Too big to save: Why businesses resist energy efficiency

Many businesses resist energy efficiency by not making simple changes that could save big bucks, new research finds. Here’s why – and what must be done to fix the problem

Lighting efficiency isn’t a lot of fun. Businesses resist energy efficiency measures such as installing LED lighting.

We know it is hard for businesses to push it up the to do list when there are dozens of competing priorities: sales to make, customers to meet, and suppliers to chase. It is especially difficult for small and medium-sized companies, where very often no single individual has specific responsibility for energy management.

But upgrading an inefficient obsolete lighting system to LED does make good business sense. In fact, it is very often one of the most cost-effective investments a company can make into reducing unnecessary overheads. Many businesses we approach regarding an LED lighting upgrade are concerned by the amount they spend on their energy bills, on maintenance and loss of productivity. We also found that 45 per cent want to do more to improve the energy efficiency of their business.

But despite recognizing the issue and wanting to change, many businesses resist energy efficiency by not taking enough action.

So why isn’t everyone doing it?

We know what the issues are, and we know how to solve them, It’s possible to get buildings to net zero or near net zero, but on average businesses still have a long way to go to improve efficiency. Energy use in buildings is a $400bn to $500bn a year problem.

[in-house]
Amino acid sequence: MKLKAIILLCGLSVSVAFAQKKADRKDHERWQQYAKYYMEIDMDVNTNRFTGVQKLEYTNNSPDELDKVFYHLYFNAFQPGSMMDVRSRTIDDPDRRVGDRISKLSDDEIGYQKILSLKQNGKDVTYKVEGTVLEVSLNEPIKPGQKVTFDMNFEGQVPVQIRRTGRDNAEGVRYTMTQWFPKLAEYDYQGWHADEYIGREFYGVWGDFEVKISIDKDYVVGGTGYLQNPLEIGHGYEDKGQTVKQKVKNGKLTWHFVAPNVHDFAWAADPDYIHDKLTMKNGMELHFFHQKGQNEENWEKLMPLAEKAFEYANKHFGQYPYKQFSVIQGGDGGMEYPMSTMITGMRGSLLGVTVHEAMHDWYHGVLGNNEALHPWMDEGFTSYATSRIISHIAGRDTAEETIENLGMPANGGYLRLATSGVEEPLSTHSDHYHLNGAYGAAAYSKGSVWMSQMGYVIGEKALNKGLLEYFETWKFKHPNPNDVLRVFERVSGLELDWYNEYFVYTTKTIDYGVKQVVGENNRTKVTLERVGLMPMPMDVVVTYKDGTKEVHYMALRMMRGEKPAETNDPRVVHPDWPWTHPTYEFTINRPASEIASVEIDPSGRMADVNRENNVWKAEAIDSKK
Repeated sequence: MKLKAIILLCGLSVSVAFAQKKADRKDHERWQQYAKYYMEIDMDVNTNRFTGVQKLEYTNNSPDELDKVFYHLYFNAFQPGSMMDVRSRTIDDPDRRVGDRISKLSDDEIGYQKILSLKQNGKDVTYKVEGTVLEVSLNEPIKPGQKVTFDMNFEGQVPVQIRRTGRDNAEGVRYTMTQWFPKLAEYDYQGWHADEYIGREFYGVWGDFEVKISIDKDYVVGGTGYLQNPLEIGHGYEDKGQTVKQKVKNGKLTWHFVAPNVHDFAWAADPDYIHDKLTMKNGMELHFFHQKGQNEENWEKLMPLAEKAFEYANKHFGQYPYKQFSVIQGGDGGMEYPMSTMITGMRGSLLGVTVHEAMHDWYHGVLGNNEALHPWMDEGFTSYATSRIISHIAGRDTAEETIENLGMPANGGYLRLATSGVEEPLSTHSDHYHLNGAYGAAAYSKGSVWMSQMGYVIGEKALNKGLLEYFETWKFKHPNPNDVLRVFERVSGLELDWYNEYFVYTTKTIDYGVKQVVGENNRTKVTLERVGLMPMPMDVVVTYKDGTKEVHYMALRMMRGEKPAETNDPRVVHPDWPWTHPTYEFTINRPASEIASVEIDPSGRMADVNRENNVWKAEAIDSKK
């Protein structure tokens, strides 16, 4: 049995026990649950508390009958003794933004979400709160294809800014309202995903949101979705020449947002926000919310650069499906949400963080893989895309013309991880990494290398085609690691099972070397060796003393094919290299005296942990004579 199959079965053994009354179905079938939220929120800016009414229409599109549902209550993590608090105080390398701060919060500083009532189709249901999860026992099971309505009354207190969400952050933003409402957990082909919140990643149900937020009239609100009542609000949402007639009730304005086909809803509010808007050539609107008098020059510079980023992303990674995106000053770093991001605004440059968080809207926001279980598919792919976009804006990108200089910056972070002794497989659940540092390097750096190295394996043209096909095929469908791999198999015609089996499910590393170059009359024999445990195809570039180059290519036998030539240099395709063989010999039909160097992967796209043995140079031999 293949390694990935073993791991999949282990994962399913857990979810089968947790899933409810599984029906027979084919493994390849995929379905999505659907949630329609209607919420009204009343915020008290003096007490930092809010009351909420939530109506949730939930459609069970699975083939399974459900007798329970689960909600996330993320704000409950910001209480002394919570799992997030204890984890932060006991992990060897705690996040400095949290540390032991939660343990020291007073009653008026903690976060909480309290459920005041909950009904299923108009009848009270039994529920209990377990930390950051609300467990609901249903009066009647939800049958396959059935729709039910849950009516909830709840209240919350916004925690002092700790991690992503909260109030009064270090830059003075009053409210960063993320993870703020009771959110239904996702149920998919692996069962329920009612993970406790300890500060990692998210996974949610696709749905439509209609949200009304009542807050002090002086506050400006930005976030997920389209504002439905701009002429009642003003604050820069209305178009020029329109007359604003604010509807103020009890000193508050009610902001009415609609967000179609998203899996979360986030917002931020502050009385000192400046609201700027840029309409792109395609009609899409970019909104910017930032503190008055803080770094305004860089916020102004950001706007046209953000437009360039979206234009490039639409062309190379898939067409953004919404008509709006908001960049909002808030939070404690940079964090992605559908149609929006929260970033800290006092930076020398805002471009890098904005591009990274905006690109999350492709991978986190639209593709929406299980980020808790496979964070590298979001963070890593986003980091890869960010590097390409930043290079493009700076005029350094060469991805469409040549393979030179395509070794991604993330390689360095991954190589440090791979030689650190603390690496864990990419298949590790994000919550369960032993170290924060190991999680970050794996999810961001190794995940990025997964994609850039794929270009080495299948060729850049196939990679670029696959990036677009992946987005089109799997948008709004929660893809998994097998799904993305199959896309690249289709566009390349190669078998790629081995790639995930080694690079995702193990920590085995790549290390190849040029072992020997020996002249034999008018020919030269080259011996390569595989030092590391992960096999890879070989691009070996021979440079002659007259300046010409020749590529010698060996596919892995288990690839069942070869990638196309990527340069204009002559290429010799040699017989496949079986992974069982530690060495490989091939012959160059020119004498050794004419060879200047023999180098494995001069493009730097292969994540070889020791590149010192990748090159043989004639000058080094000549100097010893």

The most common feedback we hear from businesses regarding barriers to making improvements is a lack of money to invest in new energy saving equipment. Other significant barriers include a lack of reliable external advice and support, as well as a lack of trusted and reliable suppliers.

Businesses resist energy efficiency and this is a complex societal problem that needs a multi-pronged approach. Policy, rate structures and utilities all make a difference, but in the end, the motivation for change remains with corporate entities and individuals

Lighting gives you some of the biggest bang for your buck, according to Arizona State University‘s Global Institute of Sustainability. Rebates tend to be high, which makes the lights almost free.

Barriers to change

Of course, low-hanging fruit may not always be enough. Some retrofits require major investments and disruptions, such as overhauling heating and cooling systems, intelligent monitoring systems, insulation and windows. Unsurprisingly, the higher the initial cost and the longer the wait for returns, the less likely a project is to be approved. Heating and cooling systems can last for decades, and many owners and facility managers subscribe to the old adage: “If it ain’t broke, don’t fix it.”

Often businesses don’t own their buildings, which leads to a split-incentive problem. Landlords are responsible for capital improvements, while tenants are responsible for operating expenses. Large buildings may have only one meter, making it difficult to correlate energy savings to particular businesses. On the balance sheet, energy efficiencies are often seen as an external costs outside of the core business model, which can push projects to the sidelines.